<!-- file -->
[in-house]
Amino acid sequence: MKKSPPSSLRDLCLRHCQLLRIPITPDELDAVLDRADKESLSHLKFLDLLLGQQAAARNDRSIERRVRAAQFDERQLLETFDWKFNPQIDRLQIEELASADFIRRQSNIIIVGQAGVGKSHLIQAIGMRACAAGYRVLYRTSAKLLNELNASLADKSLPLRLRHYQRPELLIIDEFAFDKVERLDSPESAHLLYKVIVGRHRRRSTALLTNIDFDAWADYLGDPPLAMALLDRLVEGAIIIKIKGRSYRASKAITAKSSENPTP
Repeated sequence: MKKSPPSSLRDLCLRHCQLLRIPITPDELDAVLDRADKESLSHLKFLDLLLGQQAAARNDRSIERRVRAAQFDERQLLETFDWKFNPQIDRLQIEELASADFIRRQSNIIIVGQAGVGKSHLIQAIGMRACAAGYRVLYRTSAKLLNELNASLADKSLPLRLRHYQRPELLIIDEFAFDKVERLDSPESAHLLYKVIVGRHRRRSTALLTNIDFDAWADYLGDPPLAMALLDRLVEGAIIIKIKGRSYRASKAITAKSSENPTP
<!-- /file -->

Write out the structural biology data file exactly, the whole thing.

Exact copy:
[in-house]
Amino acid sequence: MKKSPPSSLRDLCLRHCQLLRIPITPDELDAVLDRADKESLSHLKFLDLLLGQQAAARNDRSIERRVRAAQFDERQLLETFDWKFNPQIDRLQIEELASADFIRRQSNIIIVGQAGVGKSHLIQAIGMRACAAGYRVLYRTSAKLLNELNASLADKSLPLRLRHYQRPELLIIDEFAFDKVERLDSPESAHLLYKVIVGRHRRRSTALLTNIDFDAWADYLGDPPLAMALLDRLVEGAIIIKIKGRSYRASKAITAKSSENPTP
Repeated sequence: MKKSPPSSLRDLCLRHCQLLRIPITPDELDAVLDRADKESLSHLKFLDLLLGQQAAARNDRSIERRVRAAQFDERQLLETFDWKFNPQIDRLQIEELASADFIRRQSNIIIVGQAGVGKSHLIQAIGMRACAAGYRVLYRTSAKLLNELNASLADKSLPLRLRHYQRPELLIIDEFAFDKVERLDSPESAHLLYKVIVGRHRRRSTALLTNIDFDAWADYLGDPPLAMALLDRLVEGAIIIKIKGRSYRASKAITAKSSENPTP